Amir Abo-Shaeer, knew that in many schools, robotics was an extracurricular activity as there is rarely time to fit it into the prescribed state mandated curriculum, let alone find a capable instructor. Amir integrated all the elements that produce a successful education into his teaching so that he could include Robotics as part of his year-long course work. Approaching this almost like a sport, students used team work, cooperative groups, hands-on learning, technology, and most importantly problem solving to create their end result, a project fit to compete! The course work was tough and demanding but the students rose to the occasion because of the manner in which their teacher worked with them. You will find reading this book that you are amazed this doesn’t happen everywhere. You will probably ask yourself, why doesn’t it?*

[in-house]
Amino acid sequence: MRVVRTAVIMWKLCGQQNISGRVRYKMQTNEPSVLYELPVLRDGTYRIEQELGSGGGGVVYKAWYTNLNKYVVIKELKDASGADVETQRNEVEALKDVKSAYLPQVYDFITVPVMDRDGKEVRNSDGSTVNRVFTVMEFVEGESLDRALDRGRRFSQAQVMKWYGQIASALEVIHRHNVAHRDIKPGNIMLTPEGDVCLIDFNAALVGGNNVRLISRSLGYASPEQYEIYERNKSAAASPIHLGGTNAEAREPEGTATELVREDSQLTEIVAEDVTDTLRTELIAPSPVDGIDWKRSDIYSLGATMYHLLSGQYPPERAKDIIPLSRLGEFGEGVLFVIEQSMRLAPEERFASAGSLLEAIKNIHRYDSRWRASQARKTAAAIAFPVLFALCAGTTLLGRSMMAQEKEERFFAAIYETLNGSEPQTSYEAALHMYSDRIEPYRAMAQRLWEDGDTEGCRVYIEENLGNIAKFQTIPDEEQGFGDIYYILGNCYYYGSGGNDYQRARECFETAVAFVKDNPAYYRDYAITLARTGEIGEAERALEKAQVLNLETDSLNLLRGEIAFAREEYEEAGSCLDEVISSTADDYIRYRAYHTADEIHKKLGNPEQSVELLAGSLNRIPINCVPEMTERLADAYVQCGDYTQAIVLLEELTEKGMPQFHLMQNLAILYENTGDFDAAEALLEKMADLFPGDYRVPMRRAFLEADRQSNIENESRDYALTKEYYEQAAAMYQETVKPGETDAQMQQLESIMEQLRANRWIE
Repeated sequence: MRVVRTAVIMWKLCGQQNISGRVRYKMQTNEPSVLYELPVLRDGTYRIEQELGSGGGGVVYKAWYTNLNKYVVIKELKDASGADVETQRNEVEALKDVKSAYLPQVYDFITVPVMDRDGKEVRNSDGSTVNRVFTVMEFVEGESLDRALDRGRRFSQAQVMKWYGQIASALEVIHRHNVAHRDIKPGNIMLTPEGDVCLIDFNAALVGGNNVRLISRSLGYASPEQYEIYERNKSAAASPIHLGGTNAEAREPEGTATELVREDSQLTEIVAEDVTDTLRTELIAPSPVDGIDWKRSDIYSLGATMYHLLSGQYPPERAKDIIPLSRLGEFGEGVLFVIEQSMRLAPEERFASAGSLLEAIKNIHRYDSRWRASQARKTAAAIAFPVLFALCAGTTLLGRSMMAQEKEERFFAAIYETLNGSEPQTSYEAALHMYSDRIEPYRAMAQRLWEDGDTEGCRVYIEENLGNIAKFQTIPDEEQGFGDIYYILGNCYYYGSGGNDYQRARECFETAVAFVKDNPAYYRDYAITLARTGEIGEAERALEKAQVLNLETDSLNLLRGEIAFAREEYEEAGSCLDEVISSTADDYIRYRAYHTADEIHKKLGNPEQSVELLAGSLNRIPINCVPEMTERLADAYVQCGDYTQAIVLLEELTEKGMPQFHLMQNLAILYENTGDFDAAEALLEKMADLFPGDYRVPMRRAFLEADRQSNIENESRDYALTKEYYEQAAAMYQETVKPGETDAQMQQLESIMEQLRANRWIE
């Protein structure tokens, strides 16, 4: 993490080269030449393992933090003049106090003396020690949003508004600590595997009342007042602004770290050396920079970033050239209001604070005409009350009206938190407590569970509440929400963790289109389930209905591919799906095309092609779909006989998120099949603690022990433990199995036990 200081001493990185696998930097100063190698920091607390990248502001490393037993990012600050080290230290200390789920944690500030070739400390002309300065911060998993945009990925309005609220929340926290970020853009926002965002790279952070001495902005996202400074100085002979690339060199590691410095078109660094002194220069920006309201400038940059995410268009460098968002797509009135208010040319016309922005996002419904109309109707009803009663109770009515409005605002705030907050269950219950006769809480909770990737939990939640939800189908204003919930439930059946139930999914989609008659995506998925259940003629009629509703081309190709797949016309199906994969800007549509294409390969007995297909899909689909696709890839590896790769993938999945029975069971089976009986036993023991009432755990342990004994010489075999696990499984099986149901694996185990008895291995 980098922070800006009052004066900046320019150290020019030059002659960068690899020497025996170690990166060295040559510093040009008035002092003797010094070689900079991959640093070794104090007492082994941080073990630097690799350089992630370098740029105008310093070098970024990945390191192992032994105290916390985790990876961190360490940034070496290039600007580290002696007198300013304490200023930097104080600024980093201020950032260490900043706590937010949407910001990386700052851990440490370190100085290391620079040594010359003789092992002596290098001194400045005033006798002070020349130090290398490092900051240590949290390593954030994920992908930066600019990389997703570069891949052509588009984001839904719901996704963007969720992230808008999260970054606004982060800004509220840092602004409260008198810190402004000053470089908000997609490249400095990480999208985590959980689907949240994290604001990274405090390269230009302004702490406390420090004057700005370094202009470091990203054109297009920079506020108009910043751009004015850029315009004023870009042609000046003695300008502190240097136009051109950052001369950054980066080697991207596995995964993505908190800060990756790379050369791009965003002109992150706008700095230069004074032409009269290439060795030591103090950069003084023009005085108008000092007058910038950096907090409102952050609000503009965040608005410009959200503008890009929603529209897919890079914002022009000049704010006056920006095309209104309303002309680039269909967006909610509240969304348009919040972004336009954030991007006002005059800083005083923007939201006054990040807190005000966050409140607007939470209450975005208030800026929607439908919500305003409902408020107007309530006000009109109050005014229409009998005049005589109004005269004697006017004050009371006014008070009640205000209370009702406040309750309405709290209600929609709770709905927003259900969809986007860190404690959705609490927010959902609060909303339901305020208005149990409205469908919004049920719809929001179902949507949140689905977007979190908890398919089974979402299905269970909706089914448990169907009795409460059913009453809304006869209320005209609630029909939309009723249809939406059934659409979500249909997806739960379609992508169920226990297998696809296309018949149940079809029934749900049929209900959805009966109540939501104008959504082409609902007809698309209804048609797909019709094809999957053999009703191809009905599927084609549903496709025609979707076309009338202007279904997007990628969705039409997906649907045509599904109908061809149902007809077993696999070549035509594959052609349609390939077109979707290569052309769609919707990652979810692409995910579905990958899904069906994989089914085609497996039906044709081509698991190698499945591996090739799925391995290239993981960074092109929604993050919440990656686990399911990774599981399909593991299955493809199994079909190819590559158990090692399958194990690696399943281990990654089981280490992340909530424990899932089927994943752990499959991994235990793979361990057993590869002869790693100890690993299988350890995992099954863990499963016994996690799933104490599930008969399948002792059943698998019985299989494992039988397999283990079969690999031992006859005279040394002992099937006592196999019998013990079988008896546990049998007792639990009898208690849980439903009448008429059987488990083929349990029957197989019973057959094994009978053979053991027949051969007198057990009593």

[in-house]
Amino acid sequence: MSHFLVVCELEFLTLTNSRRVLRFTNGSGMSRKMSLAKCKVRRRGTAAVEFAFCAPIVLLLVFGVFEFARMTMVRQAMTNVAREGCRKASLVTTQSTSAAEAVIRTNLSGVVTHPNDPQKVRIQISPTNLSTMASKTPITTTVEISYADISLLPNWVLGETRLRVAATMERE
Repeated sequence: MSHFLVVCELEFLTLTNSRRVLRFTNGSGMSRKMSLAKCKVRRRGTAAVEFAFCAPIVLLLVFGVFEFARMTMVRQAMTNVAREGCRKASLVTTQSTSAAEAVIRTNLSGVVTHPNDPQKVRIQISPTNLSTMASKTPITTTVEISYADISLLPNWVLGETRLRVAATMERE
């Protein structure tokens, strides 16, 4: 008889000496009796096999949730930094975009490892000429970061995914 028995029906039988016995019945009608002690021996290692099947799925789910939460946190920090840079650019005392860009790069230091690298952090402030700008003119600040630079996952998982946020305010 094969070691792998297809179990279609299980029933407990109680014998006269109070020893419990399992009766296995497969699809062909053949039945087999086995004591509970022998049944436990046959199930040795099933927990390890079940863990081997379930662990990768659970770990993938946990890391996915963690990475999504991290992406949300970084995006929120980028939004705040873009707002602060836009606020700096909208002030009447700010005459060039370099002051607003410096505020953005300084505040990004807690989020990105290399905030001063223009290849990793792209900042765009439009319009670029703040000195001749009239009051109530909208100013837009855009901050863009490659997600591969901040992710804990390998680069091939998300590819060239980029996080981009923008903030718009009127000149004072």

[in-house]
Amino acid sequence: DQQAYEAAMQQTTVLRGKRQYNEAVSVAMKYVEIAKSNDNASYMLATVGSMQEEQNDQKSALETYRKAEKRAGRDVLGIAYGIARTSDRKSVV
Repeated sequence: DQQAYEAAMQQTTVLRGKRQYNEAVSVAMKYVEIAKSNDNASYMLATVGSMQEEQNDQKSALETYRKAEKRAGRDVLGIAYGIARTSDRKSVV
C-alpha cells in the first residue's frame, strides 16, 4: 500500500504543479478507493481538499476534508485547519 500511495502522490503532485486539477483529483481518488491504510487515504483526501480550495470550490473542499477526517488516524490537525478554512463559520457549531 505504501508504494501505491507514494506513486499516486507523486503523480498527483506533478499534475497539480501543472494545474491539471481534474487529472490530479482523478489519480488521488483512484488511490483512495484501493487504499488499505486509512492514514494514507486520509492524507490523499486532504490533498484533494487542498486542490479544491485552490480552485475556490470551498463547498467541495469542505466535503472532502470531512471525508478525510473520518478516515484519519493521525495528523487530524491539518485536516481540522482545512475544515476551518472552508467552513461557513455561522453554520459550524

As a caring, albeit tough, leader, Amir knew his program could not work without support. Dean Kamen, a genius inventor and millionaire, who worries that with all the major problems our world is facing, we desperately need our schools to offer premier courses in science and technology, becomes a supporter.  Kamen created the FIRST (For Inspiration and Recognition of Science and Technology) Robotics Competition with a goal in mind to be able to show that being smart is “the new cool” and to motivate others to follow in this way. Here is the best reason to take away the stereotype of “geek” and make anyone who wants to be in a program like this, a team player, just like in sports.